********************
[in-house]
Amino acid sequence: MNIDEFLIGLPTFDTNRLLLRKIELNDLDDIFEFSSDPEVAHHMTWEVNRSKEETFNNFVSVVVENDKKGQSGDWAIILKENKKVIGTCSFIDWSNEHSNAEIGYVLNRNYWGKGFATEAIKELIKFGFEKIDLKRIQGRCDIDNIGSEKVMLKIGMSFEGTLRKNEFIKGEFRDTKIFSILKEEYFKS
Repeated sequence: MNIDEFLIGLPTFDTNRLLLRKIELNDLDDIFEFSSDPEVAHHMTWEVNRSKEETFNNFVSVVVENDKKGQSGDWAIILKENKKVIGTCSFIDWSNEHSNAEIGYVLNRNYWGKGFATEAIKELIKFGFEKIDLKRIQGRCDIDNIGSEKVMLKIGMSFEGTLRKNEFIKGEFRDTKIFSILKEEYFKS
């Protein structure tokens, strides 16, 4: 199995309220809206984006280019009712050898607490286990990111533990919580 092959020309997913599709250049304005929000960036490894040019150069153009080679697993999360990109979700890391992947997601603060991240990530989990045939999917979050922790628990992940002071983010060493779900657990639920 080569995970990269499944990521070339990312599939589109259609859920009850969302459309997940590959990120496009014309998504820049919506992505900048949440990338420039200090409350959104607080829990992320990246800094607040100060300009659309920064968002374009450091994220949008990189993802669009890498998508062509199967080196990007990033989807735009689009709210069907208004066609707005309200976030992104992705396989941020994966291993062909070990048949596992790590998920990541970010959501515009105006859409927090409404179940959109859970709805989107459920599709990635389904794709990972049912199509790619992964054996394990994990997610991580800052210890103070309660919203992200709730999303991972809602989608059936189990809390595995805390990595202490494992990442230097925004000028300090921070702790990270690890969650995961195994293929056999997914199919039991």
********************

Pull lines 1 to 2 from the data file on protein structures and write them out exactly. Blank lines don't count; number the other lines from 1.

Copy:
[in-house]
Amino acid sequence: MNIDEFLIGLPTFDTNRLLLRKIELNDLDDIFEFSSDPEVAHHMTWEVNRSKEETFNNFVSVVVENDKKGQSGDWAIILKENKKVIGTCSFIDWSNEHSNAEIGYVLNRNYWGKGFATEAIKELIKFGFEKIDLKRIQGRCDIDNIGSEKVMLKIGMSFEGTLRKNEFIKGEFRDTKIFSILKEEYFKS